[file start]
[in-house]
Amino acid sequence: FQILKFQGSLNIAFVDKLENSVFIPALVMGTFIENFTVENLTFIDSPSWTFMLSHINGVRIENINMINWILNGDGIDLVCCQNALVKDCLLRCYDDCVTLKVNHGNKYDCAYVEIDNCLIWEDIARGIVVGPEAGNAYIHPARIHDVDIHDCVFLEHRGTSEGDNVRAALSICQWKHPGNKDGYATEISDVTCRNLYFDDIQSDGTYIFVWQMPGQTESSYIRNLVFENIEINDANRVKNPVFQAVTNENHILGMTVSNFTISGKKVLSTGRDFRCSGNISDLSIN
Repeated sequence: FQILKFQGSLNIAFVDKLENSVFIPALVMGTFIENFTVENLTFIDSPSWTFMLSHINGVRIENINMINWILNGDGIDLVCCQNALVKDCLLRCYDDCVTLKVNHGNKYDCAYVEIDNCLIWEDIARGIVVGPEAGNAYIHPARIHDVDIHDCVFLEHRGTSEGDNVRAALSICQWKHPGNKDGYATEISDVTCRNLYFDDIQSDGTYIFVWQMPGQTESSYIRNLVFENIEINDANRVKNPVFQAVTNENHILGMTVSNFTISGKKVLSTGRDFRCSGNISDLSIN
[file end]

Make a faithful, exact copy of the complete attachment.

[in-house]
Amino acid sequence: FQILKFQGSLNIAFVDKLENSVFIPALVMGTFIENFTVENLTFIDSPSWTFMLSHINGVRIENINMINWILNGDGIDLVCCQNALVKDCLLRCYDDCVTLKVNHGNKYDCAYVEIDNCLIWEDIARGIVVGPEAGNAYIHPARIHDVDIHDCVFLEHRGTSEGDNVRAALSICQWKHPGNKDGYATEISDVTCRNLYFDDIQSDGTYIFVWQMPGQTESSYIRNLVFENIEINDANRVKNPVFQAVTNENHILGMTVSNFTISGKKVLSTGRDFRCSGNISDLSIN
Repeated sequence: FQILKFQGSLNIAFVDKLENSVFIPALVMGTFIENFTVENLTFIDSPSWTFMLSHINGVRIENINMINWILNGDGIDLVCCQNALVKDCLLRCYDDCVTLKVNHGNKYDCAYVEIDNCLIWEDIARGIVVGPEAGNAYIHPARIHDVDIHDCVFLEHRGTSEGDNVRAALSICQWKHPGNKDGYATEISDVTCRNLYFDDIQSDGTYIFVWQMPGQTESSYIRNLVFENIEINDANRVKNPVFQAVTNENHILGMTVSNFTISGKKVLSTGRDFRCSGNISDLSIN